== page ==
Environmental groups decry Wisconsin Supreme Court ruling that DNR not required to consider challenges to water pollution permits failing to comply with 'basic requirement of Clean Water Act;' suit involved permit for GP paper mill in Green Bay
March 24, 2011
– The Wisconsin Supreme Court has shut the door on citizens of the state who question DNR's failure to comply with federal law in environmental permits, even though state law requires DNR permits to meet the minimum protections of the federal Clean Water Act.
Today, the Wisconsin Supreme Court decided that the Wisconsin DNR does not have to protect Wisconsin from polluted discharges as stringently as other states and it cut citizens’ rights to participate in their state’s decision making process where water quality is concerned.
The case decided today began six years ago, when concerned individuals from Green Bay, the Clean Water Action Council of Northeastern Wisconsin and the National Wildlife Federation, represented by Midwest Environmental Advocates, challenged a permit the DNR issued to the Fort James paper mill (now Georgia Pacific) for failing to adequately limit the mill’s discharge of mercury and phosphorus to the Fox River and Lower Green Bay. The Court of Appeals, District III, found in favor of the citizens and environmental groups on two issues. First, the Court of Appeals recognized the citizens’ right to participate in the permitting process for this major industrial discharger, which the DNR surprisingly tried to limit, upholding Wisconsin’s rich tradition of public access and participation in state decisions.
The Court of Appeals also rejected the Wisconsin DNR's argument that it was not obligated to issue a permit that complied with the requirements of the federal Clean Water Act. Displeased with this outcome, DNR asked the Wisconsin Supreme Court to overturn this portion of the Court of Appeal’s decision.
Today, the Supreme Court did just that, holding that DNR is not required to consider challenges to water pollution permits that fail to comply with “the basic requirement of the federal Clean Water Act” In its decision, the Supreme Court wrongly deferred to DNR’s own interpretation of its authority to deny citizens an opportunity to object to permits that fail to comply with Clean Water Act standards. Today’s decision undermines Wisconsin’s long standing tradition to allow individuals to participate in decisions that impact the water they drink, swim, and recreate in – and ultimately leaves citizen’s with NO forum to challenge permits that fail to protect public health and the environment.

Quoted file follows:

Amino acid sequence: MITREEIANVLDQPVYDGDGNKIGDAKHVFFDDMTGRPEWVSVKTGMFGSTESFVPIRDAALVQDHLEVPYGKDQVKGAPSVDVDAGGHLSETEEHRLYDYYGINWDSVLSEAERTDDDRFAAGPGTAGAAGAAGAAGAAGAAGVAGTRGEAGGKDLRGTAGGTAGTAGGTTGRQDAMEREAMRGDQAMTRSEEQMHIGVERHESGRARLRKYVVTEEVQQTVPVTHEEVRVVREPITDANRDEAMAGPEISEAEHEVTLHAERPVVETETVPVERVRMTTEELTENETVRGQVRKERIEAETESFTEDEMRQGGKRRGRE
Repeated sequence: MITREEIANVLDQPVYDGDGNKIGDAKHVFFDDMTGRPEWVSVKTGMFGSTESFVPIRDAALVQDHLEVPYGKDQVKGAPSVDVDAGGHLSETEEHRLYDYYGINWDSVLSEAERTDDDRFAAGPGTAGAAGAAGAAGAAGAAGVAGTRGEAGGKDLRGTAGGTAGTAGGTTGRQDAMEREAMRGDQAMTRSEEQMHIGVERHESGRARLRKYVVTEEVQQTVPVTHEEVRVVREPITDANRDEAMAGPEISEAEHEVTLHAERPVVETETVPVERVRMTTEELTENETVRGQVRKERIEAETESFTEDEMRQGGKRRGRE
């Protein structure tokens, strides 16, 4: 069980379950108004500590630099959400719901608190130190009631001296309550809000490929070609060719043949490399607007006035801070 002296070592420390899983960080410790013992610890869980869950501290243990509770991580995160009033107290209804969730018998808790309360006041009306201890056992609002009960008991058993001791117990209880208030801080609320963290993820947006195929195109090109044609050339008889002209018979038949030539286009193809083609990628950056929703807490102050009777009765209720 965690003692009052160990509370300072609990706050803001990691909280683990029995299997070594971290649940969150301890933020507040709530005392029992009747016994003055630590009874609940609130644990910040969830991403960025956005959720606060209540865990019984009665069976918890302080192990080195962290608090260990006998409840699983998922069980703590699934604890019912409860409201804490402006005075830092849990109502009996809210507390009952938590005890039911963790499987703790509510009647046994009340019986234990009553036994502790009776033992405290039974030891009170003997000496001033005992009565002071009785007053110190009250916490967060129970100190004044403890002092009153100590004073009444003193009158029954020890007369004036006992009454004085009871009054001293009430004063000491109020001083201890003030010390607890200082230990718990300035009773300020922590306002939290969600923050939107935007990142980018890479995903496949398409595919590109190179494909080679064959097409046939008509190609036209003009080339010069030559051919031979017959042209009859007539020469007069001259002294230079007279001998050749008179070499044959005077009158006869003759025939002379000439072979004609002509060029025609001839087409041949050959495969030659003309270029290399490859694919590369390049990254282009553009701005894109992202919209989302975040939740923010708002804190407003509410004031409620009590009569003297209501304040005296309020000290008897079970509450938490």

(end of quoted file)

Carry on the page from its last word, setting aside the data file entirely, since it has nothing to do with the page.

This is a disappointing moment for Wisconsin and Wisconsin residents and visitors who drink, live on, fish in and recreate in Wisconsin’s many waters. It may jeopardize Wisconsin’s authority to regulate water pollution at all. If the DNR does not run a program that complies with the federal Clean Water Act, EPA can take back the authority it gave Wisconsin to issue permits to facilities.
Curt Andersen, a Green Bay resident who lives near and enjoys fishing in Green Bay says, “I am stunned by the decision. It suggests there are two different things going on here – the spirit of the law and the letter of the law. The spirit of the law is to protect the people of the state. The milky, coffee colored water coming from this paper mill is not regulated to a point that it’s protecting the river and the bay.” Andersen continued, “I think it’s confusing. At one point the DNR insists that it was their right to make the decisions, but then they change their mind and say that it is all up to the EPA. Where do we go to get our voices heard?”
“This decision is a blow to water quality, public health, communities and wildlife,” said Neil Kagan, senior counsel of the National Wildlife Federation. “It gives the green light to the state of Wisconsin to violate the Clean Water Act. At a time when the region is rallying around the protection and restoration of the Great Lakes and the rivers and streams which feed them, this decision is step backward.”
“This decision goes against the best interests of millions of Wisconsin citizens by undermining water quality protections that are the foundation of our communities, economy and way of life,” says Betsy Lawton, Midwest Environmental Advocates’ staff attorney. “ The Court's anti-environmental decision enables DNR to weaken the clean water program, and it allows DNR to cloak its decisions in secrecy, an affront to Wisconsin's noble history of open and transparent decision-making. The Court went so far as to revise long-standing rules of legal analysis to reach this result.”